From the perspective of the scale, it can be discouraging. Which is why the mantra: Water retention masks fat loss (repeated frequently to oneself) is helpful. Water retention will mask ongoing fat-loss for as long as the body retains the water. We can combat this by drinking more water...but we aren't going to totally overcome this mechanism during the initial water-loss phase of the Atkins diet. By weeks 5 and 6, things start to get back in balance, and the scale will begin to reflect the true fat-loss...which, as mentioned before is rate-limited.

Individuals vary, but max weight loss runs about 2 pounds per week...under extremely optimal conditions... or 1% of body weight (whichever is the lower number). So don't use the scale as an excuse to undermine your progress. Even when the scale is in a stall, fat loss can be occurring.

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We've been told over an over again that daily weighing is unnecessary, yet many of us can't resist peeking at that number every morning. If you just can't bring yourself to toss the scale in the trash, you should definitely familiarize yourself with the factors that influence it's readings. From water retention to glycogen storage and changes in lean body mass, daily weight fluctuations are normal. They are not indicators of your success or failure. Once you understand how these mechanisms work, you can free yourself from the daily battle with the bathroom scale.

Water makes up about 60% of total body mass. Normal fluctuations in the body's water content can send scale-watchers into a tailspin if they don't understand what's happening. Two factors influencing water retention are water consumption and salt intake. Strange as it sounds, the less water you drink, the more of it your body retains. If you are even slightly dehydrated your body will hang onto it's water supplies with a vengeance, possibly causing the number on the scale to inch upward. The solution is to drink plenty of water.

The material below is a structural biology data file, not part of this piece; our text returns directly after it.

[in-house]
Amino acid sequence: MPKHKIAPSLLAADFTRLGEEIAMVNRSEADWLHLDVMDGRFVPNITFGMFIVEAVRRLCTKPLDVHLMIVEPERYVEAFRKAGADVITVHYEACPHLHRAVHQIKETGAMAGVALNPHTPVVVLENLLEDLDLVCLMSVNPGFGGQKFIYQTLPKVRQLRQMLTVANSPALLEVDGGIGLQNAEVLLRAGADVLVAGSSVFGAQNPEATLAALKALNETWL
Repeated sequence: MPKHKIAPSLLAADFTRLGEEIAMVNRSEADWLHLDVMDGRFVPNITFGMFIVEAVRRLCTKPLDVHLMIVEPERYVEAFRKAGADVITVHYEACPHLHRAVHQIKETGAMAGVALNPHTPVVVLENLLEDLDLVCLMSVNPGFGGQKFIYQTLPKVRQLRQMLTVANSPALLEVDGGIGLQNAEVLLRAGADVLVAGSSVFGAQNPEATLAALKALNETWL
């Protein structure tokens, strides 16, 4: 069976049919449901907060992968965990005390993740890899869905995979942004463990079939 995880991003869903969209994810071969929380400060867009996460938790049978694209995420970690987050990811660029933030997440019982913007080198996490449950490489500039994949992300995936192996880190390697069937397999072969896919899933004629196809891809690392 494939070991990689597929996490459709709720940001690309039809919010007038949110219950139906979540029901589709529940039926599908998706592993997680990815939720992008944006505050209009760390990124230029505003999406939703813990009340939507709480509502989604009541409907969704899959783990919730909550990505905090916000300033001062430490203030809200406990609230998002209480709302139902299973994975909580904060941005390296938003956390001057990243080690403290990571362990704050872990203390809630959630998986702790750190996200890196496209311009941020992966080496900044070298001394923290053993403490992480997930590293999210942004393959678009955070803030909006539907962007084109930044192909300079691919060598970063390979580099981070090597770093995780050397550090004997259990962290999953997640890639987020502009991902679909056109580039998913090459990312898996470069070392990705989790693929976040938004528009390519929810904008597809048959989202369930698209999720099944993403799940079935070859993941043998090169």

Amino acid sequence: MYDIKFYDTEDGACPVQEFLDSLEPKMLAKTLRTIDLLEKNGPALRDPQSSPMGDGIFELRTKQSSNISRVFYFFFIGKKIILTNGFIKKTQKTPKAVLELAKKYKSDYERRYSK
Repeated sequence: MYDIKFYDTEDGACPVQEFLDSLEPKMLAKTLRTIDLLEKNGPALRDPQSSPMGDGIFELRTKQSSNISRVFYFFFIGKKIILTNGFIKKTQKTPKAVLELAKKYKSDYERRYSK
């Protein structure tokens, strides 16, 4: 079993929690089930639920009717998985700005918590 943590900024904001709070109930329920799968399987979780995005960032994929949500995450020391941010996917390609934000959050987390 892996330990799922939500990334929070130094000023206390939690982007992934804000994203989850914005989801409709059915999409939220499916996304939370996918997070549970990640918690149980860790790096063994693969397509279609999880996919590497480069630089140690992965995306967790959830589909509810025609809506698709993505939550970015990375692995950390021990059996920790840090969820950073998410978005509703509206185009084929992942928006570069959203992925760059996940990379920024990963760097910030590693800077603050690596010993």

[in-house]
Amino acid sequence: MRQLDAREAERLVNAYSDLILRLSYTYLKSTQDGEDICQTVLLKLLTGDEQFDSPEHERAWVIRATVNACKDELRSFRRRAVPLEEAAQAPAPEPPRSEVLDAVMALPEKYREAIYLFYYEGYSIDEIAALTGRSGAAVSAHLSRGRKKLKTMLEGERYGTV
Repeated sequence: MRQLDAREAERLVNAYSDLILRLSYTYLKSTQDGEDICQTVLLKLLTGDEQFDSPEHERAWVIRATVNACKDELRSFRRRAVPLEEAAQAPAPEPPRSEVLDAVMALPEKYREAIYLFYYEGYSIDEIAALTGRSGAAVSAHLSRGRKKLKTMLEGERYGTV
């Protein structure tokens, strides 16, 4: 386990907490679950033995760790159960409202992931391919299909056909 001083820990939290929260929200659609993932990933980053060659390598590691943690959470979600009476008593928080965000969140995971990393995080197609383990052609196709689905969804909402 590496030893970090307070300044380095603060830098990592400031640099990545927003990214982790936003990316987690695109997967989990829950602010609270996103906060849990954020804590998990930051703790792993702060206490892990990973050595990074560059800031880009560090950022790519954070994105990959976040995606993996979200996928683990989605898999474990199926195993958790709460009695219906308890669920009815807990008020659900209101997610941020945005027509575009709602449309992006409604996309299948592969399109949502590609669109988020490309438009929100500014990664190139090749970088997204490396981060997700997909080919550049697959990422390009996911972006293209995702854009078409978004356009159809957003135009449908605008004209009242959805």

Excess salt (sodium) can also play a big role in water retention. A single teaspoon of salt contains over 2,000 mg of sodium. Generally, we should only eat between 1,000 and 3,000 mg of sodium a day, so it's easy to go overboard. Sodium is a sneaky substance. You would expect it to be most highly concentrated in salty chips, nuts, and crackers. However, a food doesn't have to taste salty to be loaded with sodium. A half cup of instant pudding actually contains nearly four times as much sodium as an ounce of salted nuts, 460 mg in the pudding versus 123 mg in the nuts.

The more highly processed a food is, the more likely it is to have a high sodium content. That's why, when it comes to eating, it's wise to stick mainly to the basics: fruits, vegetables, lean meat, beans, and whole grains. Be sure to read the labels on canned foods, boxed mixes, and frozen dinners.

Women may also retain several pounds of water prior to menstruation. This is very common and the weight will likely disappear as quickly as it arrives. Pre-menstrual water-weight gain can be minimized by drinking plenty of water, maintaining an exercise program, and keeping high-sodium processed foods to a minimum.

Another factor that can influence the scale is glycogen. Think of glycogen as a fuel tank full of stored carbohydrate. Some glycogen is stored in the liver and some is stored the muscles themselves. This energy reserve weighs more than a pound and it's packaged with 3-4 pounds of water when it's stored. Your glycogen supply will shrink during the day if you fail to take in enough carbohydrates.